March 10th– Jeff Kerby (University of Aarhus, Denmark), “Gas, Guns, and Grass: The Changing Ecology of the Russian Arctic”
Nowhere on the planet is warming faster than the Arctic. The natural rhythms of the tundra emerge from where the snow melts and when the ground thaws, processes that are being reshaped by rapid regional climate change. The biological consequences of this can be seen from space – the Arctic is greener now in summer than it has been in decades past, but within that relatively simple signal are complex ecological narratives with global implications. Dr. Kerby discusses these by focusing on the Yamal Peninsula – home of Russia’s largest natural gas reserves, but also the Nenets people and their traditional large-scale nomadic reindeer husbandry practices. Dr. Kerby also shares his own personal experiences of working as part of an interdisiplinary team in the region.
March 17th– Kate Pride Brown (Georgia Tech), “Saving the Sacred Sea: The Power Dynamics Surrounding Baikal Environmental Activism”
In the middle of Siberia, just north of Mongolia, lies Lake Baikal: the deepest and largest lake on Earth. Called at times the “Pearl of Siberia,” the “Galapagos of Russia,” or the “Sacred Sea,” Baikal is both scientifically unique and aesthetically beautiful. Home to thousands of endemic species, Baikal also hosts human populations on its shores. The human impact at Lake Baikal since the 20th century has been increasingly potent and environmental harm reached an unprecedented scale. However, concerned environmentalists have been striving to protect Lake Baikal in a movement that spans decades. From the Soviet Union, to the neoliberal 1990s, to present-day Russia under Vladimir Putin, Baikal activism has changed its shape and form as it responds to the larger political economy in which it is embedded. By examining environmental activism at Lake Baikal, we can better understand civil society as a form of power — one that is formed in relationship to other types of power at any given time.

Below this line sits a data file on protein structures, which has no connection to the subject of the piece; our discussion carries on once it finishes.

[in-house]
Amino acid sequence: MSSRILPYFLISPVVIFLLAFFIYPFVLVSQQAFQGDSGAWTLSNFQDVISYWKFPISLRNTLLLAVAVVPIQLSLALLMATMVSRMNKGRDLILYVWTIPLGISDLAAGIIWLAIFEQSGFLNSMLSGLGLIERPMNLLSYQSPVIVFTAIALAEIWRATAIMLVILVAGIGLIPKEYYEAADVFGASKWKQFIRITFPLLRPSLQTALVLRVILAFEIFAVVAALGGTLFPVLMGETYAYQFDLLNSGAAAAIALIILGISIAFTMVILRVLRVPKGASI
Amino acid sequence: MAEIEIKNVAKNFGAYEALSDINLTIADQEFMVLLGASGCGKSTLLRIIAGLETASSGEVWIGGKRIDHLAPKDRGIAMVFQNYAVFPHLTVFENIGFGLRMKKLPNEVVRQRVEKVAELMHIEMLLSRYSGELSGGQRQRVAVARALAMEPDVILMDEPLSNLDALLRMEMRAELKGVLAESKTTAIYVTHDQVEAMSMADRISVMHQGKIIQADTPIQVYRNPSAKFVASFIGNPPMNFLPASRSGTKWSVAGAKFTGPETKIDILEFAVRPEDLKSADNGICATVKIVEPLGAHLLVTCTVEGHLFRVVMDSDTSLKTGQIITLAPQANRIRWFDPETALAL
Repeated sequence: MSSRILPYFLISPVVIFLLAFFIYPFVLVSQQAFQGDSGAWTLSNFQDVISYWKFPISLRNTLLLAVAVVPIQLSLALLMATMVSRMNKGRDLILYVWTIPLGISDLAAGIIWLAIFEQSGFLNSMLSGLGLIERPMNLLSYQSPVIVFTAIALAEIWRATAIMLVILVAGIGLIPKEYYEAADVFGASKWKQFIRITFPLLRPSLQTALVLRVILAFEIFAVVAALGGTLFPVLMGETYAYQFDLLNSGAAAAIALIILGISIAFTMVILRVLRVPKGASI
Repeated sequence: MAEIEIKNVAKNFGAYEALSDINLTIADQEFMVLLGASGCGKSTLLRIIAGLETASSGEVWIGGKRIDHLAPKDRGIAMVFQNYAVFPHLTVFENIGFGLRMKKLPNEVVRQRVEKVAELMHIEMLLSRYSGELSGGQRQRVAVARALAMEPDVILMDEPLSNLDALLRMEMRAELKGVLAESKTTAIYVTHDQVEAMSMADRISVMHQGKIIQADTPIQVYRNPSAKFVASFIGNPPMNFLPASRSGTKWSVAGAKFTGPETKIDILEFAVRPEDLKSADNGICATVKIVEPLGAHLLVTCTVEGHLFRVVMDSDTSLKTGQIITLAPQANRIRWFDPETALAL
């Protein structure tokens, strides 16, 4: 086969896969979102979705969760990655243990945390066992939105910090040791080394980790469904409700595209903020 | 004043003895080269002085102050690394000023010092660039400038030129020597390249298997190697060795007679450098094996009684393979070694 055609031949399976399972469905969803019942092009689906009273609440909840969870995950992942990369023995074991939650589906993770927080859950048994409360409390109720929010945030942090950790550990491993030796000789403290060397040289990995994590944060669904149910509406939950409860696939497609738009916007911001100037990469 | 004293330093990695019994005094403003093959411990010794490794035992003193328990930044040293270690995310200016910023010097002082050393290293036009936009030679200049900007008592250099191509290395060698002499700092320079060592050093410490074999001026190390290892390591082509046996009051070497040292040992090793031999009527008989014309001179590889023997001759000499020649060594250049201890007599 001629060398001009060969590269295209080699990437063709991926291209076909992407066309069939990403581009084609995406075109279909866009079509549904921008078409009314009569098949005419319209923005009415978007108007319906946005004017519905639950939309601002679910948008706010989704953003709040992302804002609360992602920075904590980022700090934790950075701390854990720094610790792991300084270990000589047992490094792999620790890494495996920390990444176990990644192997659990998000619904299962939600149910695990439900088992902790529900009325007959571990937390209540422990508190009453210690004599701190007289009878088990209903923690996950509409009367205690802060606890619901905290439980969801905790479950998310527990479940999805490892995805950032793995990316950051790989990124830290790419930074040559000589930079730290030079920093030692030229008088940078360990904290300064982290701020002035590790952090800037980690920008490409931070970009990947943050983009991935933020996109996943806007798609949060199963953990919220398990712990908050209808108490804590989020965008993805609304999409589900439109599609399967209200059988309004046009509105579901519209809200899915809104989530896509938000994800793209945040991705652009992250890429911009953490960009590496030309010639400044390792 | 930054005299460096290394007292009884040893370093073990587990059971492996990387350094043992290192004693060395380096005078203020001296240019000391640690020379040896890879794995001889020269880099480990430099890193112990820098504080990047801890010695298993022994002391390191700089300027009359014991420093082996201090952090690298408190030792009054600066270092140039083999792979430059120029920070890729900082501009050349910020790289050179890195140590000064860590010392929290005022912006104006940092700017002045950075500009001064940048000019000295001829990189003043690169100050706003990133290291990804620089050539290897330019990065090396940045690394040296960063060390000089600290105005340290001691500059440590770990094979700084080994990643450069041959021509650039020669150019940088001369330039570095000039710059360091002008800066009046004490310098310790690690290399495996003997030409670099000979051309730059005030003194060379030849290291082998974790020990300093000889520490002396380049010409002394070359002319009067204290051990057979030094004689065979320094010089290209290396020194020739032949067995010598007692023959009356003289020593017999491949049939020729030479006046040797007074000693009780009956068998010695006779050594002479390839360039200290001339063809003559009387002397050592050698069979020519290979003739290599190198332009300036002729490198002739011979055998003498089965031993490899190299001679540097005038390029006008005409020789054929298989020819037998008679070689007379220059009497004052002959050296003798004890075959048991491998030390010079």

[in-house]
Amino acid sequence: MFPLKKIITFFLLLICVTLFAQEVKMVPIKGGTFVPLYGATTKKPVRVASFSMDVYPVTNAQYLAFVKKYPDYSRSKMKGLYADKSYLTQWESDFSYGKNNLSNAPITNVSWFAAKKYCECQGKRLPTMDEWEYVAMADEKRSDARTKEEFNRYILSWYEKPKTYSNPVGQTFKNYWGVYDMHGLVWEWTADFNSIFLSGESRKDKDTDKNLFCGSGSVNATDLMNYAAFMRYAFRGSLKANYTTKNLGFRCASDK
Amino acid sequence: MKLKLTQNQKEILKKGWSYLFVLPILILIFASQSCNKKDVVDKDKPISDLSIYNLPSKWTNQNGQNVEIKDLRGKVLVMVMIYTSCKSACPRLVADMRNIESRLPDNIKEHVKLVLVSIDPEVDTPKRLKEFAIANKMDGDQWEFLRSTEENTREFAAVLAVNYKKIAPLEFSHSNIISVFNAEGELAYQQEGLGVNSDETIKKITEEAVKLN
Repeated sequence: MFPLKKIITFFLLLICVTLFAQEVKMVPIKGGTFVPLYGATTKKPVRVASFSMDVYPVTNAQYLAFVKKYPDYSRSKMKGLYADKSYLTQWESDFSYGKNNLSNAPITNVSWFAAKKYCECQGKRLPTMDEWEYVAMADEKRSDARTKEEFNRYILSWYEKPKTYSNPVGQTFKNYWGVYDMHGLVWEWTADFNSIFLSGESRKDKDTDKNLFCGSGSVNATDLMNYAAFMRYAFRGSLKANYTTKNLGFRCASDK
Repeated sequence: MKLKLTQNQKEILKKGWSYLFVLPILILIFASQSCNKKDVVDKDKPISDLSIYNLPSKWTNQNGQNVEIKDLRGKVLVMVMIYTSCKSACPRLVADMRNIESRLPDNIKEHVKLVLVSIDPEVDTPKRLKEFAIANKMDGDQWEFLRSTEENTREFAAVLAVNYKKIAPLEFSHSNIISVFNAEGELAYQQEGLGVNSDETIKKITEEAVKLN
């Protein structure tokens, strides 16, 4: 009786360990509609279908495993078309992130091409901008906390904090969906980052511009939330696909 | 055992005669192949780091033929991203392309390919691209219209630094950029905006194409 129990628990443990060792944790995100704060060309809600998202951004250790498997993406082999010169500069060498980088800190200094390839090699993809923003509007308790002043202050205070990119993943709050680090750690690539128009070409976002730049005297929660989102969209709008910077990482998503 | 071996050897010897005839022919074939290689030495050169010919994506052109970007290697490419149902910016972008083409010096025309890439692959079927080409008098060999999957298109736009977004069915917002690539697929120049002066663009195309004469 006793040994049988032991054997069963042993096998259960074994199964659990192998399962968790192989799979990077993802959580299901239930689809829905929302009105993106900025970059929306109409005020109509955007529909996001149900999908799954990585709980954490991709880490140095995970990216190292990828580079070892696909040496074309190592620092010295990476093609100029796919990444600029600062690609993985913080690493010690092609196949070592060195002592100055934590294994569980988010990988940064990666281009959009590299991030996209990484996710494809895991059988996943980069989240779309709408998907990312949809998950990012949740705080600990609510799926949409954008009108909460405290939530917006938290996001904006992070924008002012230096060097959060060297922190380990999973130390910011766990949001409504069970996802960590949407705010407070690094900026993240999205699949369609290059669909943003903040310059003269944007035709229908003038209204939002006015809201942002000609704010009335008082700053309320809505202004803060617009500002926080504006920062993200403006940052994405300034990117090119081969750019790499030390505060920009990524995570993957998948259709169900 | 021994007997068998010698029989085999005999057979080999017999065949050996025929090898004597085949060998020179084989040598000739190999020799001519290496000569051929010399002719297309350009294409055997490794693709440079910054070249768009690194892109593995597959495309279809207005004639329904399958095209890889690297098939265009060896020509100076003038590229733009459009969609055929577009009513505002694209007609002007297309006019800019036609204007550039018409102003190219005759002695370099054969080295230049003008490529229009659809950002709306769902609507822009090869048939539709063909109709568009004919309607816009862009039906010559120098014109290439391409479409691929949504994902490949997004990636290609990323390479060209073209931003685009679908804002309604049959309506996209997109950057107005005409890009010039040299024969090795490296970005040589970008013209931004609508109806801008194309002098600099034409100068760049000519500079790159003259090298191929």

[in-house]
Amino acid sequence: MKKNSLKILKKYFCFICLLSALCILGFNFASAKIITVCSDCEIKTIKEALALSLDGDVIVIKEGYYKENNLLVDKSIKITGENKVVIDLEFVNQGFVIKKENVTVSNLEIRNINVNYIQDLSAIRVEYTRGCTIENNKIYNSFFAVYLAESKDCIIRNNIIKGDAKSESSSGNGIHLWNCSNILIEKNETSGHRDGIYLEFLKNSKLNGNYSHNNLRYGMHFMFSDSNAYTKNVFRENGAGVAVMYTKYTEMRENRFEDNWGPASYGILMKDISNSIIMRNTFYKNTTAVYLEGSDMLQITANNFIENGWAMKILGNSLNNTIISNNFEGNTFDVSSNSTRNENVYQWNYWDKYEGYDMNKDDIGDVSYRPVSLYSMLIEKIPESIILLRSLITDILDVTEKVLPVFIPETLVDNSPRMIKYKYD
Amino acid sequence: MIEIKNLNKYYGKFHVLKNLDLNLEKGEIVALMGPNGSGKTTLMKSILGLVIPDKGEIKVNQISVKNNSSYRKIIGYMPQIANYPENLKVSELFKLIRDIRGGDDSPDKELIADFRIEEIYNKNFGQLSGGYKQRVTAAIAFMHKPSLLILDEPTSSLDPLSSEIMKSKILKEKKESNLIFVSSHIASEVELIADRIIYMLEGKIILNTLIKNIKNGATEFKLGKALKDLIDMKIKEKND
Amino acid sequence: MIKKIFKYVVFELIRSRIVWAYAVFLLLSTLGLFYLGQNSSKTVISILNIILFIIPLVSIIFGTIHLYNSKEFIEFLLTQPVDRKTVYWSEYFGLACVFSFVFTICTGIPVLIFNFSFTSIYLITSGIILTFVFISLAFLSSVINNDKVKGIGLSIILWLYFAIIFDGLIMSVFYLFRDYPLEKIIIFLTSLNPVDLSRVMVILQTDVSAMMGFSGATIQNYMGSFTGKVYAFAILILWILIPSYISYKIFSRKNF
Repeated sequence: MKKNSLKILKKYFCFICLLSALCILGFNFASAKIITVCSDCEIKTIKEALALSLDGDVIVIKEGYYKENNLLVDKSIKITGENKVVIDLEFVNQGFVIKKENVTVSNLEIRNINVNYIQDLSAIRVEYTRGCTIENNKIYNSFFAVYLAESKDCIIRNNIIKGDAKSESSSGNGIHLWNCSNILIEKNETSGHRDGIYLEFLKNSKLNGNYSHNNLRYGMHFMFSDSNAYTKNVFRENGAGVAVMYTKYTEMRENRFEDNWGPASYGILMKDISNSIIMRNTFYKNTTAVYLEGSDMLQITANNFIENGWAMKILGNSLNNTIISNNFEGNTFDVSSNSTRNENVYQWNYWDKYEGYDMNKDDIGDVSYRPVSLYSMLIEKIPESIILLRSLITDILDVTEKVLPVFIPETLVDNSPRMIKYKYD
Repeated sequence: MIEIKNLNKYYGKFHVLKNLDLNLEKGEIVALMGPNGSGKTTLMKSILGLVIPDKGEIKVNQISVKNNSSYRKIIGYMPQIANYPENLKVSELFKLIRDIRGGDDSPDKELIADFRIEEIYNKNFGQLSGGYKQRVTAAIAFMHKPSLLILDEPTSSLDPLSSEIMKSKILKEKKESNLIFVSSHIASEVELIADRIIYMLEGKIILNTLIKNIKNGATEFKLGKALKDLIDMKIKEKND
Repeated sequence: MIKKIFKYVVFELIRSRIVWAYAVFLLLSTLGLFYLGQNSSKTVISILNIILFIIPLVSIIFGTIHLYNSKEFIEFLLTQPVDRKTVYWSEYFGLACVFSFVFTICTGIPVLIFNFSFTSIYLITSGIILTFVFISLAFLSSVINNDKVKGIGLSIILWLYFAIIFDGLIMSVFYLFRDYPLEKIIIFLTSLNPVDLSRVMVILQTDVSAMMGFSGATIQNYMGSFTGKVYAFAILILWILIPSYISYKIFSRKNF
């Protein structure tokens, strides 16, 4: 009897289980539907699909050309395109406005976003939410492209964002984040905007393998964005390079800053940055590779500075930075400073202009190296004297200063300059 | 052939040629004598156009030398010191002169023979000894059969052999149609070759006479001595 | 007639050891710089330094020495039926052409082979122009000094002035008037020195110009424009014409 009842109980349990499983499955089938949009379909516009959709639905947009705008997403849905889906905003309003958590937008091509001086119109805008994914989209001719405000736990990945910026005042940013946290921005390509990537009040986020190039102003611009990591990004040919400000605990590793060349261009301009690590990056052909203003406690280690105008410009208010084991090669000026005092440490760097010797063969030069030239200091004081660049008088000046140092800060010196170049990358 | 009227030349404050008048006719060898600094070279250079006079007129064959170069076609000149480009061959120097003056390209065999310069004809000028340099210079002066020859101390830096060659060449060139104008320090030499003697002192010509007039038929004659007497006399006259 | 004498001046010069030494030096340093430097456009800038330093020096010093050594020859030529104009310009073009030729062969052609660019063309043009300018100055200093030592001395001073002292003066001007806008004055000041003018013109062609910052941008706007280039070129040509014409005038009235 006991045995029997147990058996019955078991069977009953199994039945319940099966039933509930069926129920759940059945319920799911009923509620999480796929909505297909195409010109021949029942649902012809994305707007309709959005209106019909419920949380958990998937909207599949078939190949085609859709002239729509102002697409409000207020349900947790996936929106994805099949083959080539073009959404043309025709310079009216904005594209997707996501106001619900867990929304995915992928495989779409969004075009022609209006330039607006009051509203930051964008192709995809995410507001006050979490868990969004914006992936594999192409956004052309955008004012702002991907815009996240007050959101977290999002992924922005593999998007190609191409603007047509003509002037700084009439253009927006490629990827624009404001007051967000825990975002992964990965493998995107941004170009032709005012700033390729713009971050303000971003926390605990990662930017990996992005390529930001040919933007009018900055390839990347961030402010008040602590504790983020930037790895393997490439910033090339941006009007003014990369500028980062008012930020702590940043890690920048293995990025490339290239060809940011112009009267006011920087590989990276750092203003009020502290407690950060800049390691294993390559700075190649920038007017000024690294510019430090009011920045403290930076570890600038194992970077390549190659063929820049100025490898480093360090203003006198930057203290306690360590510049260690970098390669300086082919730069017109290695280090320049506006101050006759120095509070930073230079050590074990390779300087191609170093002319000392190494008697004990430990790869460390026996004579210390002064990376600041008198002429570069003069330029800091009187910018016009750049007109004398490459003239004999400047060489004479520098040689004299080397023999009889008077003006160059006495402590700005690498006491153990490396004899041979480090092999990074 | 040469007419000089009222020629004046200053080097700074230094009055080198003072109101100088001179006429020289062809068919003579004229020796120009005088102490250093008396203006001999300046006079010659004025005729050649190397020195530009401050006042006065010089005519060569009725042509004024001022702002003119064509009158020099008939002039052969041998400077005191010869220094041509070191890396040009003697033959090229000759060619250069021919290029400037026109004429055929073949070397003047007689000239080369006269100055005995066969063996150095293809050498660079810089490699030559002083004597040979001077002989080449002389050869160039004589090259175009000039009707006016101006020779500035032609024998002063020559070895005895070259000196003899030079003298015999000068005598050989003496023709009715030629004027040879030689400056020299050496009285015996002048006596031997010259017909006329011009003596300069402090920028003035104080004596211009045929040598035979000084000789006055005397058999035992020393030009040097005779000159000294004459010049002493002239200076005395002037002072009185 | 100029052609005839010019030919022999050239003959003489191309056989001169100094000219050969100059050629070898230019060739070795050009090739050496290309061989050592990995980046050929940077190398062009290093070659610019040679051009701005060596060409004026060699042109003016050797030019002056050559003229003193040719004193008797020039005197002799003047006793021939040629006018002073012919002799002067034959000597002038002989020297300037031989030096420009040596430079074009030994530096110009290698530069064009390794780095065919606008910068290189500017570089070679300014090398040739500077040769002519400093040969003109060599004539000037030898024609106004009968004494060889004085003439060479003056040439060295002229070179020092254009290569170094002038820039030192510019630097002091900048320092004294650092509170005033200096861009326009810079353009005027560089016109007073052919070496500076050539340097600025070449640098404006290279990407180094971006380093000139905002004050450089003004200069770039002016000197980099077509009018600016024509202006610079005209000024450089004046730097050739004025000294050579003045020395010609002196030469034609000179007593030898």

March 22nd- Valerii Shevchenko Q&A “Baikal: Awareness of Beauty”
Valerii Shevchenko’s “Baikal: Awareness of Beauty” is the newest Russian-produced documentary about the largest freshwater lake on Earth – Lake Baikal, located in southern Siberia. Offering stunning shots of the lake and the surrounding landscapes, the film features interviews with locals living and working in the area, and takes us to Irkutsk, the administrative center of the region. Addressing environmental concerns that have been plaguing Baikal, the film betrays strong anti-Chinese sentiments that have formed among many Siberians. This film serves as evidence of the growing tensions between Russia and China, which have been fueled by China’s growing population and demand for Russia’s vast natural resources. Irresponsible tourism, deforestation and the risk of shallowing Baikal fuel the antagonism of the locals, which is directed at China. But the film also hints at the role of the local and federal governments in (mis)managing the natural resources of Baikal.
March 24th- Dr. Greg Wiles “Where are the Old Trees in the Far East?”